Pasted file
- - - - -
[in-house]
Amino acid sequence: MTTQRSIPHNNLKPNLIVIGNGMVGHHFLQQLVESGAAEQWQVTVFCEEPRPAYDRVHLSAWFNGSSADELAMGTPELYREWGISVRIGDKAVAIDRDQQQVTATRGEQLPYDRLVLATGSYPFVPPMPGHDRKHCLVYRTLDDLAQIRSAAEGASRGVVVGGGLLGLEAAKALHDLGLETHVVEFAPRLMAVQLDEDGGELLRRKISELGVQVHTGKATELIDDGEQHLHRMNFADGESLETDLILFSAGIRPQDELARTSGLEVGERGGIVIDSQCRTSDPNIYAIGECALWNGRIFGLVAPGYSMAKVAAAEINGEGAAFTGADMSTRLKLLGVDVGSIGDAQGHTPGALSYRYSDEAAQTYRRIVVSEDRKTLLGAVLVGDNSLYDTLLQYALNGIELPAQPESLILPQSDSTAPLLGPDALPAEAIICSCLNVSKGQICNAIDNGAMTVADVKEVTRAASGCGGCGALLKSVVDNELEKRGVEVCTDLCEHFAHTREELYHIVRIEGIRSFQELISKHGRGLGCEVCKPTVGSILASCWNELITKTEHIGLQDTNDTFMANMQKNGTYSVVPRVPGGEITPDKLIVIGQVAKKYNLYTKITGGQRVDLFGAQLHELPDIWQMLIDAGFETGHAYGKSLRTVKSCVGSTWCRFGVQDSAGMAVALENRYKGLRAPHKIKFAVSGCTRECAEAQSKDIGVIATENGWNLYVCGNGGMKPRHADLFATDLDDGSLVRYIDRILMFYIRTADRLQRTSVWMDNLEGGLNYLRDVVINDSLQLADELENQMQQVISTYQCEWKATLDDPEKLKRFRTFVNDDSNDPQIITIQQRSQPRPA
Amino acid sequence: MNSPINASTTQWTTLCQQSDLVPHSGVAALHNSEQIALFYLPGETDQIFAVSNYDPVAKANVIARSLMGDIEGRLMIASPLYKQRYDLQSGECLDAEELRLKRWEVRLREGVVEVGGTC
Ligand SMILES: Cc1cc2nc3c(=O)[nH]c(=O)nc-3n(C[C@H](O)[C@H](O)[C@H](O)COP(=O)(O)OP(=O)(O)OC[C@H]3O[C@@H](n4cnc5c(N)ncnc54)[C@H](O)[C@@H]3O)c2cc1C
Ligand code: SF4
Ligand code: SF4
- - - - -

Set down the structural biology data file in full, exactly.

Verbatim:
[in-house]
Amino acid sequence: MTTQRSIPHNNLKPNLIVIGNGMVGHHFLQQLVESGAAEQWQVTVFCEEPRPAYDRVHLSAWFNGSSADELAMGTPELYREWGISVRIGDKAVAIDRDQQQVTATRGEQLPYDRLVLATGSYPFVPPMPGHDRKHCLVYRTLDDLAQIRSAAEGASRGVVVGGGLLGLEAAKALHDLGLETHVVEFAPRLMAVQLDEDGGELLRRKISELGVQVHTGKATELIDDGEQHLHRMNFADGESLETDLILFSAGIRPQDELARTSGLEVGERGGIVIDSQCRTSDPNIYAIGECALWNGRIFGLVAPGYSMAKVAAAEINGEGAAFTGADMSTRLKLLGVDVGSIGDAQGHTPGALSYRYSDEAAQTYRRIVVSEDRKTLLGAVLVGDNSLYDTLLQYALNGIELPAQPESLILPQSDSTAPLLGPDALPAEAIICSCLNVSKGQICNAIDNGAMTVADVKEVTRAASGCGGCGALLKSVVDNELEKRGVEVCTDLCEHFAHTREELYHIVRIEGIRSFQELISKHGRGLGCEVCKPTVGSILASCWNELITKTEHIGLQDTNDTFMANMQKNGTYSVVPRVPGGEITPDKLIVIGQVAKKYNLYTKITGGQRVDLFGAQLHELPDIWQMLIDAGFETGHAYGKSLRTVKSCVGSTWCRFGVQDSAGMAVALENRYKGLRAPHKIKFAVSGCTRECAEAQSKDIGVIATENGWNLYVCGNGGMKPRHADLFATDLDDGSLVRYIDRILMFYIRTADRLQRTSVWMDNLEGGLNYLRDVVINDSLQLADELENQMQQVISTYQCEWKATLDDPEKLKRFRTFVNDDSNDPQIITIQQRSQPRPA
Amino acid sequence: MNSPINASTTQWTTLCQQSDLVPHSGVAALHNSEQIALFYLPGETDQIFAVSNYDPVAKANVIARSLMGDIEGRLMIASPLYKQRYDLQSGECLDAEELRLKRWEVRLREGVVEVGGTC
Ligand SMILES: Cc1cc2nc3c(=O)[nH]c(=O)nc-3n(C[C@H](O)[C@H](O)[C@H](O)COP(=O)(O)OP(=O)(O)OC[C@H]3O[C@@H](n4cnc5c(N)ncnc54)[C@H](O)[C@@H]3O)c2cc1C
Ligand code: SF4
Ligand code: SF4